At some point, the exception becomes the rule. To discourage police from violating individual rights, we developed the exclusionary rule. If evidence is obtained as a result of an unreasonable search or seizure, or other Constitutional violation, the evidence is excluded from trial. That’s the general rule. Courts, however, have created exceptions to this rule. One exception to the exclusionary rule was the subject of a recent case before the United States Supreme Court. The outcome of that case could affect DUI/OVI cases in Ohio.
The case is Utah v. Strieff. Edward Strieff walked out of a residence in Salt Lake City and was stopped by a narcotics detective. The detective had been conducting intermittent surveillance on the residence and suspected the occupants were dealing drugs there. Strieff was not an occupant. At the time he stopped Strieff, the detective had not seen Strieff engage in any activity resembling a drug deal, and the detective did not know how long Strieff had been in the residence. Nevertheless the detective stopped Strieff and obtained his identification.
The detective ran a check on Strieff and learned there was a warrant for Strieff’s arrest for a minor traffic offense. The detective arrested Strieff and conducted a search of Strieff’s person incident to the arrest. During the search, the detective found methamphetamine in Strieff’s pocket. Strieff was charged with drug possession, and he filed a motion to suppress the evidence based on the illegal stop. The trial court overruled Strieff’s motion, and the case was ultimately appealed through the Utah state courts to the United States Supreme Court.
The United States Supreme Court concluded the drugs seized from Strieff should not be excluded from trial. The Court acknowledges the stop was unlawful but finds the arrest warrant was a sufficient intervening event to attenuate the connection between the government’s unlawful act and the discovery of evidence. This rationale is now referred to as the “attenuation doctrine”, an exception to the exclusionary rule.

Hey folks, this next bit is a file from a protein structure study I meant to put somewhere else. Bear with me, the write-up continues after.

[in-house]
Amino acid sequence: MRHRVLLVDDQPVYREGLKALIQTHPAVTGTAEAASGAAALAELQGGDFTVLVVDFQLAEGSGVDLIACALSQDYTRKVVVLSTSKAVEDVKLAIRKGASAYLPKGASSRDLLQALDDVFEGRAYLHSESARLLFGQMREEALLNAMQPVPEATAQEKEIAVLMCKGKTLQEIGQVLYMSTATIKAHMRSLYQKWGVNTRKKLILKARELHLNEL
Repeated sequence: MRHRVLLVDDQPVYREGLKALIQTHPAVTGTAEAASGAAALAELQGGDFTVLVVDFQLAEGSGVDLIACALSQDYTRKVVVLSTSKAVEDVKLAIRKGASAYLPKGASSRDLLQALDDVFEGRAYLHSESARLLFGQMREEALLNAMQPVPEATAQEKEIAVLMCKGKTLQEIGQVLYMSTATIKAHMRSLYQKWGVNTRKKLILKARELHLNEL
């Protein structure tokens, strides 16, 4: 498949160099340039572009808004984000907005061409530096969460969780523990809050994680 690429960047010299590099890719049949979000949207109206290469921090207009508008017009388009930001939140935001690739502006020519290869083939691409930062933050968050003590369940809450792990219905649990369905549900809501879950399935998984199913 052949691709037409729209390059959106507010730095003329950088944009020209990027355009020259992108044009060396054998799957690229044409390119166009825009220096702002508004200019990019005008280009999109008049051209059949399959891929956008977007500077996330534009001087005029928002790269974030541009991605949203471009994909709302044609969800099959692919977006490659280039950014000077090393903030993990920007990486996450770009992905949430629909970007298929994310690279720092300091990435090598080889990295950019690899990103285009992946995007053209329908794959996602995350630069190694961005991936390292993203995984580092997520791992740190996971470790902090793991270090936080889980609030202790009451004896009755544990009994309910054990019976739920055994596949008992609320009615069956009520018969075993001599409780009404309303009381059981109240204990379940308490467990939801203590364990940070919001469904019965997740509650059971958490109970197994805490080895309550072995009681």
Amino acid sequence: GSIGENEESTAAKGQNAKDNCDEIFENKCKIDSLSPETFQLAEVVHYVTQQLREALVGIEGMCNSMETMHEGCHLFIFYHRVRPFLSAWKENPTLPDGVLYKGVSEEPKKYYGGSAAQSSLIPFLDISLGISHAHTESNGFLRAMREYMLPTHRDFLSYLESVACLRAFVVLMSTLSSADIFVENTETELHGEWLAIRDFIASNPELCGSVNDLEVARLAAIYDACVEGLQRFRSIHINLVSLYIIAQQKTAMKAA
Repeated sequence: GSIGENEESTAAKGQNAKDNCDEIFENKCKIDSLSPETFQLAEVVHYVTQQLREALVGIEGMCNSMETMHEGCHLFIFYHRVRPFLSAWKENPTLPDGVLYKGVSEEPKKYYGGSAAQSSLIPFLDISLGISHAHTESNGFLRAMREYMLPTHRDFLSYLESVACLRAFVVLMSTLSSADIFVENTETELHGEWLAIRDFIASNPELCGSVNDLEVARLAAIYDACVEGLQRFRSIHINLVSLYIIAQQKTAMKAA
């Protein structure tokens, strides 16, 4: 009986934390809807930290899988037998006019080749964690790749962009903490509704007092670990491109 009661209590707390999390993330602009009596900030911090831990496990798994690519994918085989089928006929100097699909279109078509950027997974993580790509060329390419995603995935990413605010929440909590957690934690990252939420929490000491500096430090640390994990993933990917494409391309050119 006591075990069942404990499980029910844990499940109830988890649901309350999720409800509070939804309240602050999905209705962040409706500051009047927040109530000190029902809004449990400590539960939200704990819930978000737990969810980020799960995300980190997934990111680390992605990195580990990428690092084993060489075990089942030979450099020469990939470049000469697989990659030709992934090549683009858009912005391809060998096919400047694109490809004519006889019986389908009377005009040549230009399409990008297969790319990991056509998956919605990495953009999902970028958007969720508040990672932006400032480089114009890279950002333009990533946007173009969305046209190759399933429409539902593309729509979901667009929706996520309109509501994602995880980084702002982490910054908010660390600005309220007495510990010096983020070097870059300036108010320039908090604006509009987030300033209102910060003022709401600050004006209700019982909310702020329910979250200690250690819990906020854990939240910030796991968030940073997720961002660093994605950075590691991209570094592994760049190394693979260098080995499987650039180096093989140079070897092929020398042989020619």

The Court applies the attenuation doctrine using a three part test attributed to Brown v. Illinois. First, the temporal proximity between the unlawful stop and the search favors suppressing the evidence because the search occurred minutes after the illegal stop. Second, the presence of strong intervening circumstances favors admitting the evidence because the intervening circumstance was a valid arrest warrant. Third, the purpose and flagrancy of the misconduct favors admitting the evidence because the officer was negligent at most, and the stop was not part of any systemic or recurrent police misconduct. Applying this three-part test leads the Court to conclude the search warrant sufficiently attenuates the connection between the illegal stop and the discovery of the evidence. Accordingly, the Court held the evidence seized from Strieff is admissible.
The analysis in Strieff is disappointing. The purpose of the exclusionary rule is to deter law enforcement officers from violating individuals’ Constitutional rights. The Strieff decision does not further the objective of the exclusionary rule: it undercuts the rule. Officers are now encouraged to stop individuals without any justification in the hope that a search warrant or other intervening circumstance will excuse the officer’s unlawful conduct.
This exception to the exclusionary rule could be a factor in Ohio DUI/OVI cases when there is no legitimate justification for the initial traffic stop. Before the creation of the attenuation doctrine, a finding that the stop was not justified would end the analysis: all evidence obtained after the stop would be excluded. Now, the analysis would continue to determine if there are attenuating circumstances. DUI/OVI defense is a practice area of increasing complexity.